The law expects all reasonable efforts to be taken to try and allow your loved one to make the decision for themselves. In the event that your loved one does become able to make a Will, extra care should be taken to prove they have the necessary mental capacity. Given the previous uncertainty around your loved one’s mental capacity, taking extra precautions helps to ensure the Will is valid and resistant to any challenges on the grounds of mental incapacity.
If it is unlikely your loved one will be able to make a valid Will, or there are time pressures involved, the court will proceed to assess what would be in their best interests.
Determining this requires the court to consider a wide range of circumstances and to weigh each one in the context of the case before them. The law requires that no assumptions are made on what your loved one’s best interests would be based on superficial details (such as their age, appearance, or condition etc). A much more detailed approach is necessary instead.
The main factors the court will consider are:
- Your loved one’s past and present wishes and feelings. Any written statements of these, made when your loved one had capacity, will be particularly influential.
- The beliefs and values that would likely influence your loved one’s decision.
- Any other factors your loved one would be likely to consider if they were able to do so.
Other matters can also be taken into account, such as the views of certain other people. You may fall into one of these categories. Where possible and appropriate, the court will consider the opinions of:
- Anyone who has been previously named by your loved one as a person to be consulted in such situations.
- Anyone who is caring for your loved one or who is interested in their welfare.
- Attorneys under any EPA or LPA that your loved one may have made.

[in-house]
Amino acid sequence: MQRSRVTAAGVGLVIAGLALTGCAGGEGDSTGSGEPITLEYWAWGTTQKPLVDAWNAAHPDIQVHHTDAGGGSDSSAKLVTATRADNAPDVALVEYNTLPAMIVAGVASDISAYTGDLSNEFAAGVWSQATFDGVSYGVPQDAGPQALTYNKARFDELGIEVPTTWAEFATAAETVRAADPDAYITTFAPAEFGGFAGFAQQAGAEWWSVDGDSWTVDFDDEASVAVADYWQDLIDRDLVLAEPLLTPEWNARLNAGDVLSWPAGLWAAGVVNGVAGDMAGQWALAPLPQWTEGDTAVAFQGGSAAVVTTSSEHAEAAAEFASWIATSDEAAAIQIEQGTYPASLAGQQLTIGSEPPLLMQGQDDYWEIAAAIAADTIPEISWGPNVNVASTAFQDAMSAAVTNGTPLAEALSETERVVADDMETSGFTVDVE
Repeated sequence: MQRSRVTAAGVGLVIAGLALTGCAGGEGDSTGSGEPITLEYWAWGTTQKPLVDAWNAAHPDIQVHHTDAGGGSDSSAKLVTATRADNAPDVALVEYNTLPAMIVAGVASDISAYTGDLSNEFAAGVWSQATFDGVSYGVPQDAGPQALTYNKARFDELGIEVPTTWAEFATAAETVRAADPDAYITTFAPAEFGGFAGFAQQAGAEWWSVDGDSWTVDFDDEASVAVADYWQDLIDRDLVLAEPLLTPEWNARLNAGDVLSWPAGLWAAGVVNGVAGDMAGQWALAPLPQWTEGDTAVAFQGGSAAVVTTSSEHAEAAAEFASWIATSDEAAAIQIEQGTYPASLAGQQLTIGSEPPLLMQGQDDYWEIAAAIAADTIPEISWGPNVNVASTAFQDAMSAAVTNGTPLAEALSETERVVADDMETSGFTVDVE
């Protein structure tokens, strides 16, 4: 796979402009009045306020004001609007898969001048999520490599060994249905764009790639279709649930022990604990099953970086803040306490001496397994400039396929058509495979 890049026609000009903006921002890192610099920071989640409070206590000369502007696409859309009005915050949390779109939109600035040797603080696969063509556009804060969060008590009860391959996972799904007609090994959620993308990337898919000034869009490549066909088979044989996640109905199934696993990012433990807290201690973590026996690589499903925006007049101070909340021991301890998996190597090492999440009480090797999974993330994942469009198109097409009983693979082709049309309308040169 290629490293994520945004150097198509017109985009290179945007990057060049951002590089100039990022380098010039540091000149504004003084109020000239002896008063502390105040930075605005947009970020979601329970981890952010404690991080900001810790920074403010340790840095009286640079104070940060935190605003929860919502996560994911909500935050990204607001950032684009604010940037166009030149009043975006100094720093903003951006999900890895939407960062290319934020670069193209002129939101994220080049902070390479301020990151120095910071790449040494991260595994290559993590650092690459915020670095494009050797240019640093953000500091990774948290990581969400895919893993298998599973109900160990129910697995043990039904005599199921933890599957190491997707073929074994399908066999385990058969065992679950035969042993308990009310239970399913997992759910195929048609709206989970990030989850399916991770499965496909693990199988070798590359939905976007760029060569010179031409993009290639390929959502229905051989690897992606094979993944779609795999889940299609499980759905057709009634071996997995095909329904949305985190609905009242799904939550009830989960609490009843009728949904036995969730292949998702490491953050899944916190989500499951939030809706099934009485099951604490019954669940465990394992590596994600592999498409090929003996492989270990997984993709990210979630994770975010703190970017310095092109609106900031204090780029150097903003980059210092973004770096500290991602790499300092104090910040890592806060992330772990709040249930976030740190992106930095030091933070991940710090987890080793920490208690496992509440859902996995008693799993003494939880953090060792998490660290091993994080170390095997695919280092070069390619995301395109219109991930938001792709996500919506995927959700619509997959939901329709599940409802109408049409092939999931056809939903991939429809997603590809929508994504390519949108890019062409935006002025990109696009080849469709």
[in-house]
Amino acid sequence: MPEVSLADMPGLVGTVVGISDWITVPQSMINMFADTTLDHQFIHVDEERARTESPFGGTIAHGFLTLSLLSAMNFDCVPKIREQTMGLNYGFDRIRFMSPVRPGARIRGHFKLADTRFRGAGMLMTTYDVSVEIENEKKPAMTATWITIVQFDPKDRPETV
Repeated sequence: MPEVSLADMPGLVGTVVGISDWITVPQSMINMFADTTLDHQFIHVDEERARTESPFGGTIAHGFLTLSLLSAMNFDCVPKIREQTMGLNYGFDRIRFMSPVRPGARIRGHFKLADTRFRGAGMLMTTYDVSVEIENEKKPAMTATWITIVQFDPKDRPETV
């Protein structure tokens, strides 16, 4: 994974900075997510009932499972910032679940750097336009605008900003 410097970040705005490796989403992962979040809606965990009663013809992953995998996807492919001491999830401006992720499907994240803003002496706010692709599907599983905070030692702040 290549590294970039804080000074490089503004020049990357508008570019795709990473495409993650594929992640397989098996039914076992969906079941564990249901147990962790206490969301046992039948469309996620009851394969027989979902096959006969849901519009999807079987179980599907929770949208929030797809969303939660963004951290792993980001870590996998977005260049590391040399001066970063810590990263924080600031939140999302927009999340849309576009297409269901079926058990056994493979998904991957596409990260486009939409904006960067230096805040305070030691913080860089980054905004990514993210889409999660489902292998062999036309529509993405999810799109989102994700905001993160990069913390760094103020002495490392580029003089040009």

- Any Deputies appointed by the court.
The significance of your loved one’s wishes
For many people, the reason to apply for a Statutory Will is to put into effect what you believe your loved one would have wanted. However, your loved one’s wishes are not decisive – even if they can be ascertained. The court will certainly include them in their assessment of your loved one’s best interests, but the weight given to them depends upon the circumstances of the case as a whole. Some of these circumstances will include:
- The degree of your loved one’s incapacity – a lesser degree could mean more weight being placed on your loved one’s wishes.
- How strongly held or constant your loved one’s wishes are or have been.
- The possible impact on your loved one of not giving effect to their wishes.
- How practical, sensible, or rational your loved one’s wishes are.
- How your loved one’s wishes fit into the court’s wider assessment of his or her best interests.
The Court of Protection has made clear in past decisions that their goal is not to determine what your loved one would have done if they had capacity to make a Will. Recent judgments state that, ‘stepping into their shoes’ in this way, risks overlooking the reality that your loved one does not have mental capacity; a fact which may have a bearing on the assessment of their best interests.
How is a Statutory Will executed?
Without going into too much technical detail, a Statutory Will is executed differently from a normal Will. If the court allows the application for a Statutory Will, it is signed by an authorised person in your loved one’s name, in the presence of two or more witnesses. The Statutory Will must then be sealed with the official court seal.